Dog Care and Control Program- Pilot Project
The Task Force and Siksika Nation have entered into a partnership to work together to develop and implement a new and ground-breaking community based Siksika Nation Dog Care and Control Program (SDCCP). After a particularly serious dog attack in the Siksika Nation in March 2016, the Siksika Justice Department contacted us for help and a partnership was born!
The Task Force has provided 8 Spay and Neuter Clinics for the Nation since 2008. We have fixed 1,218 dogs and removed 370 stray or relinquished dogs to be rehomed.
The Task Force is very proud of our spay/neuter statistics but we acknowledge that providing an accessible spay/neuter program addresses only one component of a community based Dog Care and Control Program. The Task Force has expanded our Strategic Plan to include providing support and guidance to our partner communities in designing and implementing a successful community based Dog Care and Control Program.
We have worked very closely with the Nation’s lawyers in order to create bylaws that address not only animal welfare but providing a safe environment for community members, especially children. Alanna Collicutt, our Dog Care and Control Adviser, has designed and implemented the components of the Program and provided support and guidance to the Siksika Nation.
WHAT DOES THIS MEAN?
- Legislation: This includes both creating by laws and providing humane enforcement. Siksika Nation Chief and Council approved the new by laws in July 2016 and the Siksika Justice Department recently hired an Animal Care and Control Officer. The Task Force is providing mentorship and training.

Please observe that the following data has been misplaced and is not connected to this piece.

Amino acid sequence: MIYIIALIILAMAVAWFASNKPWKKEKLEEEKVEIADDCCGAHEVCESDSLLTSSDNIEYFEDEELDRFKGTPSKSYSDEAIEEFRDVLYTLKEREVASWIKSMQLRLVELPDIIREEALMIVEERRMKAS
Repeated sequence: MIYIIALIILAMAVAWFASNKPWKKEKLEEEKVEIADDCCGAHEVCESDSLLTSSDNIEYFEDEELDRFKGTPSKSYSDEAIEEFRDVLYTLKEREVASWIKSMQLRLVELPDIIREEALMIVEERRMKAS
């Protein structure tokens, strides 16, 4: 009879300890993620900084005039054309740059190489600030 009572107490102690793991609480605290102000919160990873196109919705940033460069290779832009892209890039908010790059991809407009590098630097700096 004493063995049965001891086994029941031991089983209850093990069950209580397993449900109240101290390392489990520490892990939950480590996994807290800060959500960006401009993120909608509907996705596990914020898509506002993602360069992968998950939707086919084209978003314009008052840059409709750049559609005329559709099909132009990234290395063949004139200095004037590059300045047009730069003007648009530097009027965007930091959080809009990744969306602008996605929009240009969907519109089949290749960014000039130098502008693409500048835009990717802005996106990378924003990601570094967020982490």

- Registration and Licensing: The Task Force, along with community members and Siksika Security, have registered and licensed approximately 300 dogs so far.
- Education: We will continue to attend community events in order to provide public awareness booths. The Task Force Education Committee will work with Siksika educators to draft a curriculum and new programs for local schools as well as develop and implement an adult education program.
- Accessible Spay and Neuter Programs: The Task Force will continue to provide an accessible spay/neuter program.
- Holding or Re-homing Facility: Impounded or stray dogs will be held at a boarding facility or at Alberta Animal Rescue Crew’s facility “Safe Haven” to be re-homed. We are very grateful to AARCS for their support.
- Controlling Access to Resources: Together, we have designed a structured feeding program for free food to eligible community members. The food is provided by rescue groups. We also encourage communities to provide secure garbage containers and discourage free feeding dogs in populated areas.
The Task Force has created this program based on the ICAM Document (International Coalition of Companion Animal Management) recommendations and Task Force experience, knowledge and expertise. We are committed to ensuring that the Siksika Dog Care and Control Program is, and continues to be, a community based program.
Stakeholder meetings that include the Siksika Justice Department, Siksika’s lawyer, Siksika Health Department, RCMP and others are ongoing.
There is a desperate need in Canada for a sustainable model of a community based Dog Care and Control Program in First Nation’s communities. We believe that long-term commitment to this initiative will provide an opportunity for Siksika Nation to become a role model for other First Nations communities in managing their dog populations and keeping their community safe.